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In contrast to the other wars of Colonial America that were named after British monarchs, King Philip’s war was named after a Native American chief. This was not a war between European powers. Instead, it was a war between Native Americans and British colonists. This war took place in New England.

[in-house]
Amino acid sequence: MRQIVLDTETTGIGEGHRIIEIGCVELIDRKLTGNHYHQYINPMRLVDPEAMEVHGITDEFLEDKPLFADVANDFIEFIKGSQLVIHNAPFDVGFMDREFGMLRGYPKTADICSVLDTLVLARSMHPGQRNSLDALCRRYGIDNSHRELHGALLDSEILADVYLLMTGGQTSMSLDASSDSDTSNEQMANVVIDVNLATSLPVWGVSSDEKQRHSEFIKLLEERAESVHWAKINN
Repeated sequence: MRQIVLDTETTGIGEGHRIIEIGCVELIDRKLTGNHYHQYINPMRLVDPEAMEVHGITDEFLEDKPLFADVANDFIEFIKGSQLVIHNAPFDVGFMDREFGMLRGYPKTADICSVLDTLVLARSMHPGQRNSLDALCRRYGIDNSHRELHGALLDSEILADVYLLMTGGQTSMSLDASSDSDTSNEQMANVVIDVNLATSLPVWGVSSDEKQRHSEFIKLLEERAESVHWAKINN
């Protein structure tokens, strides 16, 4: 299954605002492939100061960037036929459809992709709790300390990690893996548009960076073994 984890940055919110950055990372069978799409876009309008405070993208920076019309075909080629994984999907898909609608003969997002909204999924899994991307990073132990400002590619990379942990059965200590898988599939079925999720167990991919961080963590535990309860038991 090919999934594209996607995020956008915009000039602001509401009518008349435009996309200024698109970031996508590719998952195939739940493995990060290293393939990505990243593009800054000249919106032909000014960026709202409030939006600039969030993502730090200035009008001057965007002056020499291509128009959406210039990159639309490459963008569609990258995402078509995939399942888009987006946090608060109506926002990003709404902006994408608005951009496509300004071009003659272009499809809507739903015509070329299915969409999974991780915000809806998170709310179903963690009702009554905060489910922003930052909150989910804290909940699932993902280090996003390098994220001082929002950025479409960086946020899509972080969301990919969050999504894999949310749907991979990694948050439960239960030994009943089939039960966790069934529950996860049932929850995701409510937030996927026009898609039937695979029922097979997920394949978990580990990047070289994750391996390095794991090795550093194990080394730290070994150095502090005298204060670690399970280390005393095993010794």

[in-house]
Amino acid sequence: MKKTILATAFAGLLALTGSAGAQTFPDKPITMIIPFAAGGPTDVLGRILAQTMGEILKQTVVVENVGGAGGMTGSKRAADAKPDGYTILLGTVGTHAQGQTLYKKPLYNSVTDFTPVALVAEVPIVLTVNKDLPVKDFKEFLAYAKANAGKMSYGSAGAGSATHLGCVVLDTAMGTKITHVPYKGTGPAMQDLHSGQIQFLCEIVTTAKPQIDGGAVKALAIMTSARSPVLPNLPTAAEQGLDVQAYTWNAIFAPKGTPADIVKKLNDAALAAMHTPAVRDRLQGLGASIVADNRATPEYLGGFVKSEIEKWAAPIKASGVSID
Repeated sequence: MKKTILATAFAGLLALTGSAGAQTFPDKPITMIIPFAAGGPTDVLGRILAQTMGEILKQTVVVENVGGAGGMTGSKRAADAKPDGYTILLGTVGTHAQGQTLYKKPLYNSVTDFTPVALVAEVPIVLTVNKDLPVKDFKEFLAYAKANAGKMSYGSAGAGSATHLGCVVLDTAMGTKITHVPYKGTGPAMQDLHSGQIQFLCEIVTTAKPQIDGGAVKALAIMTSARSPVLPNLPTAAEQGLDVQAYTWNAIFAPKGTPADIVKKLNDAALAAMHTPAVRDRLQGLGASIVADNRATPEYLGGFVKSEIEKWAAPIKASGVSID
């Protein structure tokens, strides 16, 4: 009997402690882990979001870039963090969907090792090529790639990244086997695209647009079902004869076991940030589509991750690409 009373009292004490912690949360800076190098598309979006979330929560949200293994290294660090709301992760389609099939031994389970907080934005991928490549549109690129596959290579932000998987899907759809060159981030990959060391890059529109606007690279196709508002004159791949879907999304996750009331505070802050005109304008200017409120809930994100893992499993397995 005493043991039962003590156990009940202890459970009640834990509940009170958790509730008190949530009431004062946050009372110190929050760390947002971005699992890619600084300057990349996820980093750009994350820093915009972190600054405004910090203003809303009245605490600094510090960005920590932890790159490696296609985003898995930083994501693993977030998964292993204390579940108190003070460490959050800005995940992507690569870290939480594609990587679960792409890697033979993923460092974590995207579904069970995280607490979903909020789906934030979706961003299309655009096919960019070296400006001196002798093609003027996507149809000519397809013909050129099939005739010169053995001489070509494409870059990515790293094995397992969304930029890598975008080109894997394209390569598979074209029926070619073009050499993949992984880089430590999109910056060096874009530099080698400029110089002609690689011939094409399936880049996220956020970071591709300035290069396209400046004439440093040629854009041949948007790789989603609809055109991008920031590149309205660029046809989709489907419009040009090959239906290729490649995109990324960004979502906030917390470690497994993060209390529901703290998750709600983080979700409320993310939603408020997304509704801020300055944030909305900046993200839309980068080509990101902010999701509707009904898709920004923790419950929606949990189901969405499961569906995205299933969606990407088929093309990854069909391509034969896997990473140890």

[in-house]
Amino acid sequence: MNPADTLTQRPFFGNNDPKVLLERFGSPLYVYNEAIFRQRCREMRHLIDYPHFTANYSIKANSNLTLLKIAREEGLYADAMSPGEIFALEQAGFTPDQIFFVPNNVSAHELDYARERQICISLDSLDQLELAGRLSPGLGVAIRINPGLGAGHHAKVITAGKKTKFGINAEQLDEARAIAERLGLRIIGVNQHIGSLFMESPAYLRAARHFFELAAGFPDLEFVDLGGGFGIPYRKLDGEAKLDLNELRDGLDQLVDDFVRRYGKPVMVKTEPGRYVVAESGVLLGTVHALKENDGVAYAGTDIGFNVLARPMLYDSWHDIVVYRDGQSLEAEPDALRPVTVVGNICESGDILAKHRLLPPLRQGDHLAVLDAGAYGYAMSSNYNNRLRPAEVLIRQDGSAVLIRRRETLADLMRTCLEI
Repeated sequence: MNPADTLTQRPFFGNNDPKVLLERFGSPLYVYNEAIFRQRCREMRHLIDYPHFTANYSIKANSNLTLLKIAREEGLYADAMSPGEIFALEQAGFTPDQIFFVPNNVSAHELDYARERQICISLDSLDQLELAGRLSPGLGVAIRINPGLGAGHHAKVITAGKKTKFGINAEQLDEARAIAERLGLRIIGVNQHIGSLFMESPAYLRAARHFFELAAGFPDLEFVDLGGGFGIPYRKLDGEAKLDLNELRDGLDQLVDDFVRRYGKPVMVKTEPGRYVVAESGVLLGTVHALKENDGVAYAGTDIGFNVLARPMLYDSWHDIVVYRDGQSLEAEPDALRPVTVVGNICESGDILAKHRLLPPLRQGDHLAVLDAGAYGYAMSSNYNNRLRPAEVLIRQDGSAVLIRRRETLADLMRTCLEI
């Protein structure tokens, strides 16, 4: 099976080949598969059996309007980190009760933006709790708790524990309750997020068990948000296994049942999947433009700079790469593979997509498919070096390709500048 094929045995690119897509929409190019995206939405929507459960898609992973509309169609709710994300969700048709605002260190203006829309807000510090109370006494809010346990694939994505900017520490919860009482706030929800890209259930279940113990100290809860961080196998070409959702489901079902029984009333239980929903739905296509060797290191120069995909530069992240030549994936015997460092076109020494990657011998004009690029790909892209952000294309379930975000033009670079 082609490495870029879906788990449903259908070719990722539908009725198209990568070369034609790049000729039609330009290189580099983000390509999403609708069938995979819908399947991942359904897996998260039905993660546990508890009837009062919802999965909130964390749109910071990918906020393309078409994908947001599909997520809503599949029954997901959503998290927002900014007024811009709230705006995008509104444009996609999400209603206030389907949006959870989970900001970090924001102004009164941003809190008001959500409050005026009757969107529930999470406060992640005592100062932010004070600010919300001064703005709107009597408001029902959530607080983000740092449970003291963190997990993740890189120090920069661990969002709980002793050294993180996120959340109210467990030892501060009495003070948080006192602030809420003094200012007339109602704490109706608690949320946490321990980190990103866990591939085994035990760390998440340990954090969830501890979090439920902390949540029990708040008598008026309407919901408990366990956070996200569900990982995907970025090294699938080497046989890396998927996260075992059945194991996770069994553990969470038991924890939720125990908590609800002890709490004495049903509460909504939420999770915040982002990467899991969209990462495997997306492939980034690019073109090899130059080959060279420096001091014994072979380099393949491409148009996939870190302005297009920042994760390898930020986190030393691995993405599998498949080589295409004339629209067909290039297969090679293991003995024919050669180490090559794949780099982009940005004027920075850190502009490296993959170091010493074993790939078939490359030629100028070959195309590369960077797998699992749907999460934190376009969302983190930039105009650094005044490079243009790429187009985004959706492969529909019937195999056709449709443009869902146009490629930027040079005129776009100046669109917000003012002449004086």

King Philip’s War was named after a chief of the Wampanoag Indians in New England. This chief, also called Metacomet, was the son of Massasoit, the chief who had helped the Pilgrims at Plymouth. In 1675, Philip created an alliance among the tribes that still remained in the southern part of New England. War erupted between them and the colonists when a “praying Indian,” one who had become Christian and had become somewhat absorbed into white society, was killed. The English executed three Indians for having killed this man. The Native Americans of the alliance did not like having their people subjected to English laws and punishments and attacked. This started the war. The main fighting of the war lasted about a year, with something in the range of 20,000 people being killed. This was the last major Indian war in New England.
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